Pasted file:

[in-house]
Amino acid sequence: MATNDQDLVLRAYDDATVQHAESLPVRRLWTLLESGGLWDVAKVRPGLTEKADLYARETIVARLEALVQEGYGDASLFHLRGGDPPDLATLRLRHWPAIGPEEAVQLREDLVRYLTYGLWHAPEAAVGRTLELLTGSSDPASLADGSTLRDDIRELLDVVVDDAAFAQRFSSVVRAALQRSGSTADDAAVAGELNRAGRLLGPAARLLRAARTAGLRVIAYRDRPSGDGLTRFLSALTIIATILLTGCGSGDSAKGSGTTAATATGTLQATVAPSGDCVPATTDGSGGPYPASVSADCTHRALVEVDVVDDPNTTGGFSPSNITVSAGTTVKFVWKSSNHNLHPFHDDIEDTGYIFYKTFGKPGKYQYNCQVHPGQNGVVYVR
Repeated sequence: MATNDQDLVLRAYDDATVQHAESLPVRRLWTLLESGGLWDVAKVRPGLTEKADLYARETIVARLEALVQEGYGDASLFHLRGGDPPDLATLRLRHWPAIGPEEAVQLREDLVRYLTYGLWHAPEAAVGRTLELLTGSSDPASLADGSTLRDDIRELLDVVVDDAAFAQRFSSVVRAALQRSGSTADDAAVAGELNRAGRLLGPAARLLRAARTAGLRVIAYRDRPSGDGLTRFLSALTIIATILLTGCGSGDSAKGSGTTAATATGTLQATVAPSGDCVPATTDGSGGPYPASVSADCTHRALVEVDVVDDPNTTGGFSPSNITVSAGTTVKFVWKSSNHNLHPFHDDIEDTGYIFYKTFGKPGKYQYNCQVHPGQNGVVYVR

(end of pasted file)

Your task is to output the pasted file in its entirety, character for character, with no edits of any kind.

[in-house]
Amino acid sequence: MATNDQDLVLRAYDDATVQHAESLPVRRLWTLLESGGLWDVAKVRPGLTEKADLYARETIVARLEALVQEGYGDASLFHLRGGDPPDLATLRLRHWPAIGPEEAVQLREDLVRYLTYGLWHAPEAAVGRTLELLTGSSDPASLADGSTLRDDIRELLDVVVDDAAFAQRFSSVVRAALQRSGSTADDAAVAGELNRAGRLLGPAARLLRAARTAGLRVIAYRDRPSGDGLTRFLSALTIIATILLTGCGSGDSAKGSGTTAATATGTLQATVAPSGDCVPATTDGSGGPYPASVSADCTHRALVEVDVVDDPNTTGGFSPSNITVSAGTTVKFVWKSSNHNLHPFHDDIEDTGYIFYKTFGKPGKYQYNCQVHPGQNGVVYVR
Repeated sequence: MATNDQDLVLRAYDDATVQHAESLPVRRLWTLLESGGLWDVAKVRPGLTEKADLYARETIVARLEALVQEGYGDASLFHLRGGDPPDLATLRLRHWPAIGPEEAVQLREDLVRYLTYGLWHAPEAAVGRTLELLTGSSDPASLADGSTLRDDIRELLDVVVDDAAFAQRFSSVVRAALQRSGSTADDAAVAGELNRAGRLLGPAARLLRAARTAGLRVIAYRDRPSGDGLTRFLSALTIIATILLTGCGSGDSAKGSGTTAATATGTLQATVAPSGDCVPATTDGSGGPYPASVSADCTHRALVEVDVVDDPNTTGGFSPSNITVSAGTTVKFVWKSSNHNLHPFHDDIEDTGYIFYKTFGKPGKYQYNCQVHPGQNGVVYVR